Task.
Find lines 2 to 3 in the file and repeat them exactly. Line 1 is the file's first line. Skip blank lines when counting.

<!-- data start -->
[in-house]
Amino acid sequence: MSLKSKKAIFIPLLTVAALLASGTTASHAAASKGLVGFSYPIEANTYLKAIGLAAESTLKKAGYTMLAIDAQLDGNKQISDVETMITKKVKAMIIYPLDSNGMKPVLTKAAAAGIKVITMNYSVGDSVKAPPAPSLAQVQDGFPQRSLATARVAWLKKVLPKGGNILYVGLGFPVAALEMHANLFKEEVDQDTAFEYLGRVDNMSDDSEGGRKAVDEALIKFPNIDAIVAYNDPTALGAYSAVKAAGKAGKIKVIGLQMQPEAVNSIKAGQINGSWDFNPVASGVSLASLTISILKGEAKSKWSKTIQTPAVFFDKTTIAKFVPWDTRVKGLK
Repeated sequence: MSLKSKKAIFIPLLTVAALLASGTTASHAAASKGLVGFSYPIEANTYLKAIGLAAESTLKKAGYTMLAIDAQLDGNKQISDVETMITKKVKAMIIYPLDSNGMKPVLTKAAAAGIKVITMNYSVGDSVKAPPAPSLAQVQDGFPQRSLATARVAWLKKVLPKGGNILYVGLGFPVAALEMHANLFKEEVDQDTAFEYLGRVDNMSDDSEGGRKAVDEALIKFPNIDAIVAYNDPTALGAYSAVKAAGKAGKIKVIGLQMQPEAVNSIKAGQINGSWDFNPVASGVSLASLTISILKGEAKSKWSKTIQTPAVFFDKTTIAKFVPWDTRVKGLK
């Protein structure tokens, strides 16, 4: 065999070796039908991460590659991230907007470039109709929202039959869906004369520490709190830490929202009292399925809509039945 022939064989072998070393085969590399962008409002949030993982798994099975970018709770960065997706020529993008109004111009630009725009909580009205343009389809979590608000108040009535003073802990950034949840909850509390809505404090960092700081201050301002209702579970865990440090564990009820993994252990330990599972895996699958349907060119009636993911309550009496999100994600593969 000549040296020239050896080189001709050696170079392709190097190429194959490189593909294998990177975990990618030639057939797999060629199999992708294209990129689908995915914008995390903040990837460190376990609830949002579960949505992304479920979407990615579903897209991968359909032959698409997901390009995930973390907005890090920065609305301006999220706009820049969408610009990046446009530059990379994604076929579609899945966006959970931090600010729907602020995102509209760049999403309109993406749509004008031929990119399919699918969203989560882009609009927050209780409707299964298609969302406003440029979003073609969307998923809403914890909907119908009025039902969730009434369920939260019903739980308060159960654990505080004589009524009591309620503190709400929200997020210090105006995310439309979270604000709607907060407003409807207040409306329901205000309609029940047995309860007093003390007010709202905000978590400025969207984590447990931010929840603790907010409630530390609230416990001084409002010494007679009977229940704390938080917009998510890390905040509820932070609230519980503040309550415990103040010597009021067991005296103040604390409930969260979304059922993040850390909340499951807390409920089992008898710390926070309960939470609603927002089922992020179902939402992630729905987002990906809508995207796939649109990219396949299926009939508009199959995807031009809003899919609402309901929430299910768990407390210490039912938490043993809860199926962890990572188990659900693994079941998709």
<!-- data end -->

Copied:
Amino acid sequence: MSLKSKKAIFIPLLTVAALLASGTTASHAAASKGLVGFSYPIEANTYLKAIGLAAESTLKKAGYTMLAIDAQLDGNKQISDVETMITKKVKAMIIYPLDSNGMKPVLTKAAAAGIKVITMNYSVGDSVKAPPAPSLAQVQDGFPQRSLATARVAWLKKVLPKGGNILYVGLGFPVAALEMHANLFKEEVDQDTAFEYLGRVDNMSDDSEGGRKAVDEALIKFPNIDAIVAYNDPTALGAYSAVKAAGKAGKIKVIGLQMQPEAVNSIKAGQINGSWDFNPVASGVSLASLTISILKGEAKSKWSKTIQTPAVFFDKTTIAKFVPWDTRVKGLK
Repeated sequence: MSLKSKKAIFIPLLTVAALLASGTTASHAAASKGLVGFSYPIEANTYLKAIGLAAESTLKKAGYTMLAIDAQLDGNKQISDVETMITKKVKAMIIYPLDSNGMKPVLTKAAAAGIKVITMNYSVGDSVKAPPAPSLAQVQDGFPQRSLATARVAWLKKVLPKGGNILYVGLGFPVAALEMHANLFKEEVDQDTAFEYLGRVDNMSDDSEGGRKAVDEALIKFPNIDAIVAYNDPTALGAYSAVKAAGKAGKIKVIGLQMQPEAVNSIKAGQINGSWDFNPVASGVSLASLTISILKGEAKSKWSKTIQTPAVFFDKTTIAKFVPWDTRVKGLK